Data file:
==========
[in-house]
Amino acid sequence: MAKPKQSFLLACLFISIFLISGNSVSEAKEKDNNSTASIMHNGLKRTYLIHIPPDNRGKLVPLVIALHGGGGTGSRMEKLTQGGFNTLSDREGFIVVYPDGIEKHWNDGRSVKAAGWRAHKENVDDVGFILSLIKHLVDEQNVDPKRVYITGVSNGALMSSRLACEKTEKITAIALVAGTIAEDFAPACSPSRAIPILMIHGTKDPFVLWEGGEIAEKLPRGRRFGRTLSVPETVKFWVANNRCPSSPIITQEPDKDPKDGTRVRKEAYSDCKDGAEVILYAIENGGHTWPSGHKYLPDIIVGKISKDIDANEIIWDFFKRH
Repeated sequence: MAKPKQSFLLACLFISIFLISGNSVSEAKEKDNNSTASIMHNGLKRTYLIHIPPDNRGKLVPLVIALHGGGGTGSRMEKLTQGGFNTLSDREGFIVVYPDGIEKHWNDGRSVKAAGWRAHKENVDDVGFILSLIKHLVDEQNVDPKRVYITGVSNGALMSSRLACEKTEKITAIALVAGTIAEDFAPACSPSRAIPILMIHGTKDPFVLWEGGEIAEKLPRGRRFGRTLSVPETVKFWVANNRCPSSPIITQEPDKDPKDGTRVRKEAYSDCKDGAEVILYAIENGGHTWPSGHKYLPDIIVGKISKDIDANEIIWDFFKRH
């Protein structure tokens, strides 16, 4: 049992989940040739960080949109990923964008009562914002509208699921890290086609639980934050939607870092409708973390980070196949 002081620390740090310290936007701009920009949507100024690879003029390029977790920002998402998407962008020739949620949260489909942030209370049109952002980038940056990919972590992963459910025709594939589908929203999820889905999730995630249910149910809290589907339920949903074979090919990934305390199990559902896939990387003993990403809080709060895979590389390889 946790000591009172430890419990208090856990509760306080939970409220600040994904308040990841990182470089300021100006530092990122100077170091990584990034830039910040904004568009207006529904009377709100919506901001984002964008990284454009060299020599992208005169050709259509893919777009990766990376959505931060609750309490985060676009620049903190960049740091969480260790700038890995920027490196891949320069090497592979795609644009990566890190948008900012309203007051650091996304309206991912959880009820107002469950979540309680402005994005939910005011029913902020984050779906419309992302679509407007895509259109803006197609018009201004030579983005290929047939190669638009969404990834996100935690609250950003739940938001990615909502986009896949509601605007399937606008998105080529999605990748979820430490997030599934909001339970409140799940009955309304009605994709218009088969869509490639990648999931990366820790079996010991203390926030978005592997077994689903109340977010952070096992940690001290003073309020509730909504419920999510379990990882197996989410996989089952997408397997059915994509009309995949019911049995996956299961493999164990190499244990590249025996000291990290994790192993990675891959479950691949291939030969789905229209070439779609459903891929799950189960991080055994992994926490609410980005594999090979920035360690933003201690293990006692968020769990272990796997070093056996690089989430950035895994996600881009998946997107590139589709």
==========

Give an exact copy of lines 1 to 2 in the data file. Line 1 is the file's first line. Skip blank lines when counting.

[in-house]
Amino acid sequence: MAKPKQSFLLACLFISIFLISGNSVSEAKEKDNNSTASIMHNGLKRTYLIHIPPDNRGKLVPLVIALHGGGGTGSRMEKLTQGGFNTLSDREGFIVVYPDGIEKHWNDGRSVKAAGWRAHKENVDDVGFILSLIKHLVDEQNVDPKRVYITGVSNGALMSSRLACEKTEKITAIALVAGTIAEDFAPACSPSRAIPILMIHGTKDPFVLWEGGEIAEKLPRGRRFGRTLSVPETVKFWVANNRCPSSPIITQEPDKDPKDGTRVRKEAYSDCKDGAEVILYAIENGGHTWPSGHKYLPDIIVGKISKDIDANEIIWDFFKRH